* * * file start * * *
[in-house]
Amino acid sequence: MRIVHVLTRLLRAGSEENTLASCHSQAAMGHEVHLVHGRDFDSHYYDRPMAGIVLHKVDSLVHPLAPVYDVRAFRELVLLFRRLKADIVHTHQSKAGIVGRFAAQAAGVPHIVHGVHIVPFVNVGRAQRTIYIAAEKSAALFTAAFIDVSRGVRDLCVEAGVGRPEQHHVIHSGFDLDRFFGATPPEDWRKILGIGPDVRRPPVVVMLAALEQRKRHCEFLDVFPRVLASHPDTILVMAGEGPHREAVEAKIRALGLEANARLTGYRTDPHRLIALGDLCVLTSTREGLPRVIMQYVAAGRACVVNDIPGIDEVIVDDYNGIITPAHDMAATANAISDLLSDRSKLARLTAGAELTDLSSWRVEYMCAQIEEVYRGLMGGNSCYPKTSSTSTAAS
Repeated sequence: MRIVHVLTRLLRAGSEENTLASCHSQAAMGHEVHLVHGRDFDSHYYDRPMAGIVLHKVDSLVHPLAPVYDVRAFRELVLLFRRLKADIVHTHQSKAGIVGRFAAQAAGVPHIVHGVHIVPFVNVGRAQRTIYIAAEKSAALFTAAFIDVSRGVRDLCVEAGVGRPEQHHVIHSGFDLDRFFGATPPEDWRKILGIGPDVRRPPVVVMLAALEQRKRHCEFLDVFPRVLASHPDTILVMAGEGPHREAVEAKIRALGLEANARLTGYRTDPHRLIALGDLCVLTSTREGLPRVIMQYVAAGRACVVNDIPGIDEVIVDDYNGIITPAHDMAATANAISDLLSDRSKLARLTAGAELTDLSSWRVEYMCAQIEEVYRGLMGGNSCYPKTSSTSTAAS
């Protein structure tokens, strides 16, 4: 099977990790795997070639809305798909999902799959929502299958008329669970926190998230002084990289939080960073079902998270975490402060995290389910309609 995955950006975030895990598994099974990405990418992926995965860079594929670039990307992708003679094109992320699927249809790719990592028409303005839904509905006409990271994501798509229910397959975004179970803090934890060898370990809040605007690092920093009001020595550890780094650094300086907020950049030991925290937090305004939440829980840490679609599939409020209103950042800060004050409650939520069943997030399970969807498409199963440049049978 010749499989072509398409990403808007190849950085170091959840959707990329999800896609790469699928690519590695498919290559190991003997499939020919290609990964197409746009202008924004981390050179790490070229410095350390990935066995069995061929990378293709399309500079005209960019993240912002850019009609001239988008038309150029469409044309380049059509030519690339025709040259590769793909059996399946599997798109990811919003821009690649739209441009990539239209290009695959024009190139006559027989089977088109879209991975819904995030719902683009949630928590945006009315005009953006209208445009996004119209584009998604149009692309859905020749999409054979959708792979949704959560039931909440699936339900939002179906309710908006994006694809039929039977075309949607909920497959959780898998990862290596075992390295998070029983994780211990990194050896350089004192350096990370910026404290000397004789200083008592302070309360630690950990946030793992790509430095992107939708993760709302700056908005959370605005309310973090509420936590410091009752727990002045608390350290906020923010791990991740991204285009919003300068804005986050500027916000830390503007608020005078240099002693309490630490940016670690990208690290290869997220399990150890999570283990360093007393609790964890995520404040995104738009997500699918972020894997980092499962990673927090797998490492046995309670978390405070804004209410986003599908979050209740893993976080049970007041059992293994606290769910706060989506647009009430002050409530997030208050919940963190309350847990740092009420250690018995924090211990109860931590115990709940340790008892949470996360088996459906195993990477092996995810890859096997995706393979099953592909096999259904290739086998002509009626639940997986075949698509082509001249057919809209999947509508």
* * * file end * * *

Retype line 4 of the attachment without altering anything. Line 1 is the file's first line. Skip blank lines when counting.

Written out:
């Protein structure tokens, strides 16, 4: 099977990790795997070639809305798909999902799959929502299958008329669970926190998230002084990289939080960073079902998270975490402060995290389910309609 995955950006975030895990598994099974990405990418992926995965860079594929670039990307992708003679094109992320699927249809790719990592028409303005839904509905006409990271994501798509229910397959975004179970803090934890060898370990809040605007690092920093009001020595550890780094650094300086907020950049030991925290937090305004939440829980840490679609599939409020209103950042800060004050409650939520069943997030399970969807498409199963440049049978 010749499989072509398409990403808007190849950085170091959840959707990329999800896609790469699928690519590695498919290559190991003997499939020919290609990964197409746009202008924004981390050179790490070229410095350390990935066995069995061929990378293709399309500079005209960019993240912002850019009609001239988008038309150029469409044309380049059509030519690339025709040259590769793909059996399946599997798109990811919003821009690649739209441009990539239209290009695959024009190139006559027989089977088109879209991975819904995030719902683009949630928590945006009315005009953006209208445009996004119209584009998604149009692309859905020749999409054979959708792979949704959560039931909440699936339900939002179906309710908006994006694809039929039977075309949607909920497959959780898998990862290596075992390295998070029983994780211990990194050896350089004192350096990370910026404290000397004789200083008592302070309360630690950990946030793992790509430095992107939708993760709302700056908005959370605005309310973090509420936590410091009752727990002045608390350290906020923010791990991740991204285009919003300068804005986050500027916000830390503007608020005078240099002693309490630490940016670690990208690290290869997220399990150890999570283990360093007393609790964890995520404040995104738009997500699918972020894997980092499962990673927090797998490492046995309670978390405070804004209410986003599908979050209740893993976080049970007041059992293994606290769910706060989506647009009430002050409530997030208050919940963190309350847990740092009420250690018995924090211990109860931590115990709940340790008892949470996360088996459906195993990477092996995810890859096997995706393979099953592909096999259904290739086998002509009626639940997986075949698509082509001249057919809209999947509508």